We conspire in an unspoken agreement that our carefully considered choices are more a measure of students' inadequacy than our hopes for them, so they increasingly stay home as the weeks, and the novels, fly by. Like a high-speed train through gorgeous countryside, a novel a week turns the lovely hinterland of literature into a meaningless blur. Slow down, and the landscape changes: tempting byways appear; curiosity is given a chance to supplant urgent strategy. Acoustic engineers like to leave "headroom" in a recording, fine wine must apparently be allowed to breathe, and great books deserve space to come into their own.
Slow reading, like slow food, is about savouring rather than gobbling. The alternative, as voluntary reading continues to decline, is the futile effort of policing: quizzes, exams and journals that, whatever their other merits, purchase reassurance about students' reading at the cost of deep engagement.
Thomas Newkirk isn't the first or most prominent proponent of the so-called "slow reading" movement, but he argues it's becoming all the more important in a culture and educational system that often treats reading as fast food to be gobbled up as quickly as possible.
"You see schools where reading is turned into a race, you see kids on the stopwatch to see how many words they can read in a minute," he said. "That tells students a story about what reading is. It tells students to be fast is to be good."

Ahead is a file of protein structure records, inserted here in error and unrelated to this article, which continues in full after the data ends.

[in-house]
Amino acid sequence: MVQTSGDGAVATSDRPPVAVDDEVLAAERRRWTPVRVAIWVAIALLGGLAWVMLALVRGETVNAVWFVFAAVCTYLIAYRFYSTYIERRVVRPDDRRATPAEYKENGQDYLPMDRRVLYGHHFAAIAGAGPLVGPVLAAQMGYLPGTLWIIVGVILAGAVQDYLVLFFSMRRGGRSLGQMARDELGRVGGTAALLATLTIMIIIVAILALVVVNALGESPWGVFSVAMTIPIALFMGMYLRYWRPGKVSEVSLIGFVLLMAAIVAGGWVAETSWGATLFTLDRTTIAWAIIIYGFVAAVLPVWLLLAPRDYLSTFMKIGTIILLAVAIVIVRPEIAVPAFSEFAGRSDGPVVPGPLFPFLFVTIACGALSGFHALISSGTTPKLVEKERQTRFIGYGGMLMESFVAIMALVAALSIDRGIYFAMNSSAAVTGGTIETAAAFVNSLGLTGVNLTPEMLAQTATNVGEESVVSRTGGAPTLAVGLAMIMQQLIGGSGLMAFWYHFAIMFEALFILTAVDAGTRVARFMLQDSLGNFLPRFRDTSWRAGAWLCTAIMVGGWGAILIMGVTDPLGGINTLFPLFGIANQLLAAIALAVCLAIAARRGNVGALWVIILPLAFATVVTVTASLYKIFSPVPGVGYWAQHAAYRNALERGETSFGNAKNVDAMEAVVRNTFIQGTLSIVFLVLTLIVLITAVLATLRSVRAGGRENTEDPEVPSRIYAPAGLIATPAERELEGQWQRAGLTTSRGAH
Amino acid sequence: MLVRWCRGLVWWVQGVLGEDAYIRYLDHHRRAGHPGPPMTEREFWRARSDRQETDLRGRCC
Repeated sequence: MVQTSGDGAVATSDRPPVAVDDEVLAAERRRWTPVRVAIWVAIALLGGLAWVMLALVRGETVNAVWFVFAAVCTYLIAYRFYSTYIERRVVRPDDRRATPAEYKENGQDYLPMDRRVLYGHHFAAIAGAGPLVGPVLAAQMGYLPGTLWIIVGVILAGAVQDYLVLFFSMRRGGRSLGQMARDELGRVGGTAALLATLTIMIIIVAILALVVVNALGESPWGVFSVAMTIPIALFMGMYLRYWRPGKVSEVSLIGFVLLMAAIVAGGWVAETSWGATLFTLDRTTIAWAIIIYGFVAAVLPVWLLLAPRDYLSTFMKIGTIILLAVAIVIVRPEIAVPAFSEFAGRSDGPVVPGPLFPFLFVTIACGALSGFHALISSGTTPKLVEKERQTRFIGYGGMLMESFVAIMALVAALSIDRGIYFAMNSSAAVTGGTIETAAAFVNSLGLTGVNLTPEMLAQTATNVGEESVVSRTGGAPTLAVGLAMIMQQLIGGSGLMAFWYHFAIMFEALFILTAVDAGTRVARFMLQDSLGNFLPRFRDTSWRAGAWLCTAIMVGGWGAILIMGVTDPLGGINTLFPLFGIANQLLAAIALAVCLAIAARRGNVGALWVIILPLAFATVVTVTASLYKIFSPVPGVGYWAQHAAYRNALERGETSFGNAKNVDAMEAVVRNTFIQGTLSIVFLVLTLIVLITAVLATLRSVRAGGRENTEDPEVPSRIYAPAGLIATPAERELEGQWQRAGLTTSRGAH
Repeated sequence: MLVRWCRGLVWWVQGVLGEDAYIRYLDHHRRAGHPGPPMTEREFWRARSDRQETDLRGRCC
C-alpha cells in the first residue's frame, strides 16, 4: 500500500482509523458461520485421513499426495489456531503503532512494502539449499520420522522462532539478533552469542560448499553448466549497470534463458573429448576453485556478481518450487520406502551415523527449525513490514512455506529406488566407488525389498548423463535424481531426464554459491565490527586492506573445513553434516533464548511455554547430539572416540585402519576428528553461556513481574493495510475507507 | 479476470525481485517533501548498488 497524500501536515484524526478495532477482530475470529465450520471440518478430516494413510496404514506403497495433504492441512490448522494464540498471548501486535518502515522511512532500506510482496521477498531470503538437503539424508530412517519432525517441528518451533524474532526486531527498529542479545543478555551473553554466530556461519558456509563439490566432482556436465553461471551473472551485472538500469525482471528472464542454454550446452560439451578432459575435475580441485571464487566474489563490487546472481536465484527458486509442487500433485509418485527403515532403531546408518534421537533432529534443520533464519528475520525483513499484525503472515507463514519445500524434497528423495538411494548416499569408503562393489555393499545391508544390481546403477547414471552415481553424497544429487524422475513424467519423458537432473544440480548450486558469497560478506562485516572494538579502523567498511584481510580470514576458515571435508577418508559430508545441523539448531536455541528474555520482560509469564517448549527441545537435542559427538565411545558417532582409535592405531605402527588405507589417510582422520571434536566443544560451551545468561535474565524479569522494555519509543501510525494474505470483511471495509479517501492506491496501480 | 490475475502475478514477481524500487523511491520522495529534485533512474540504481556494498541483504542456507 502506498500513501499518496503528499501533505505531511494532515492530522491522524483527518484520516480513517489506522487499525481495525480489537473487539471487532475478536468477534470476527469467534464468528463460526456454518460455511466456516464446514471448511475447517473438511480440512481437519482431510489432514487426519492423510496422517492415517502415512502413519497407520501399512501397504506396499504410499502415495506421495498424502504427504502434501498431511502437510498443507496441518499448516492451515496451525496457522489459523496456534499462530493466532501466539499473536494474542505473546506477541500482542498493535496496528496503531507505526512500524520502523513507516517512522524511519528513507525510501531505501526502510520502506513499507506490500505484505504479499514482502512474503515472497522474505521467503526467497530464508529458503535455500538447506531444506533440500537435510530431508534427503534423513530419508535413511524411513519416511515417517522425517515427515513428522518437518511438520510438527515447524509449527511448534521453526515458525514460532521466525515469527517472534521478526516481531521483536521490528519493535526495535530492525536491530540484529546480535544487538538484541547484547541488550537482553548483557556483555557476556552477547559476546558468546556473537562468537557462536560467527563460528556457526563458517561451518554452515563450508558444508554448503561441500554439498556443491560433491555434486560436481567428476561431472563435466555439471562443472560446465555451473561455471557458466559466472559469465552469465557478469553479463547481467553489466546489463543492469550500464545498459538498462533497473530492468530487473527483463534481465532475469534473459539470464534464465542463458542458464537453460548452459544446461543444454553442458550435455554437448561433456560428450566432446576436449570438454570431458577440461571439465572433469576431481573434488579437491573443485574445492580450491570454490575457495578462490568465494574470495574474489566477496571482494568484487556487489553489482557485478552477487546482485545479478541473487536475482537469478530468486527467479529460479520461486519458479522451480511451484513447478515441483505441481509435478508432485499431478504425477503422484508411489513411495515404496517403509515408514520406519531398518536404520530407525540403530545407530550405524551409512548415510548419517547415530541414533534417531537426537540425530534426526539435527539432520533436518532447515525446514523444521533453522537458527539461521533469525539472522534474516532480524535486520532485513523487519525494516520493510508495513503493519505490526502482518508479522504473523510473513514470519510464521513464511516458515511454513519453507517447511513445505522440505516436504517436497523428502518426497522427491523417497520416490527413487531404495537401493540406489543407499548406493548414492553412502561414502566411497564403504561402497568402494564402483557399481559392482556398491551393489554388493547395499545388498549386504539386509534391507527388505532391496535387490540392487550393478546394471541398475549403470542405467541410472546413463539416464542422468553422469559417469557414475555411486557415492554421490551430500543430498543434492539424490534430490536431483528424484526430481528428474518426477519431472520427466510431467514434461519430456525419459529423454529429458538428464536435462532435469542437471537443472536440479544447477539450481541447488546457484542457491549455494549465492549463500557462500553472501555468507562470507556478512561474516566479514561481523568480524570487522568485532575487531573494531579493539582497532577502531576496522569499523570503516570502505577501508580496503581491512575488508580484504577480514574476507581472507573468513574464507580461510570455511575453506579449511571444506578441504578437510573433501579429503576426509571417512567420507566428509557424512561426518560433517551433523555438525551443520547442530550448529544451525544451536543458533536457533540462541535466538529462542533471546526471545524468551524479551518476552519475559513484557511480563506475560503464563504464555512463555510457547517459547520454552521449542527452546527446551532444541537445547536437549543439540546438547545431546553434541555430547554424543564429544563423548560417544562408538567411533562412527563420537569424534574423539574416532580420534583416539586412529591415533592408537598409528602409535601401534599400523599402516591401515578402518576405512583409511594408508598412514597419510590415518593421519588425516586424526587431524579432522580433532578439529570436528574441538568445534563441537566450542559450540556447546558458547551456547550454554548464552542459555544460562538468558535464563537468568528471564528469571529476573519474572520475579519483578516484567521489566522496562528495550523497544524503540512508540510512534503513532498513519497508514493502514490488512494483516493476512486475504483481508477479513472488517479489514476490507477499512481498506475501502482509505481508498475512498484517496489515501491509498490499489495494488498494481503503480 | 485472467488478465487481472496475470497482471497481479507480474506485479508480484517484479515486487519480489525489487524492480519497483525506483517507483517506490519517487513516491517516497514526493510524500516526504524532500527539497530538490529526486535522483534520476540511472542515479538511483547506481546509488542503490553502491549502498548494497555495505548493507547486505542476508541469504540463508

Newkirk is encouraging schools from elementary through college to return to old strategies such as reading aloud and memorization as a way to help students truly "taste" the words. He uses those techniques in his own classroom, where students have told him that they've become so accustomed from flitting from page to page online that they have trouble concentrating while reading printed books.
"One student told me even when he was reading a regular book, he'd come to a word and it would almost act like a hyper link. It would just send his mind off to some other thing," Newkirk said. "I think they recognize they're missing out on something."
I fail to see how words acting as hyperlinks is a problem. If a particular idea, phrase or single word inspires a certain synapse to fire in my brain, I follow its trajectory and come back to the original reading when I'm ready. I make and see connections within and beyond the text in front of me.
I also have some measure of resistance to memorization and even to reading aloud. I can see some benefits to both, but memorization outside of an acting or poetry class appears as rather pointless to me. Is it possible to savor an essay, such as "Consider the Lobster," by David Foster Wallace, without memorization? Absolutely. How can this happen? By engaging with it by way of discussion.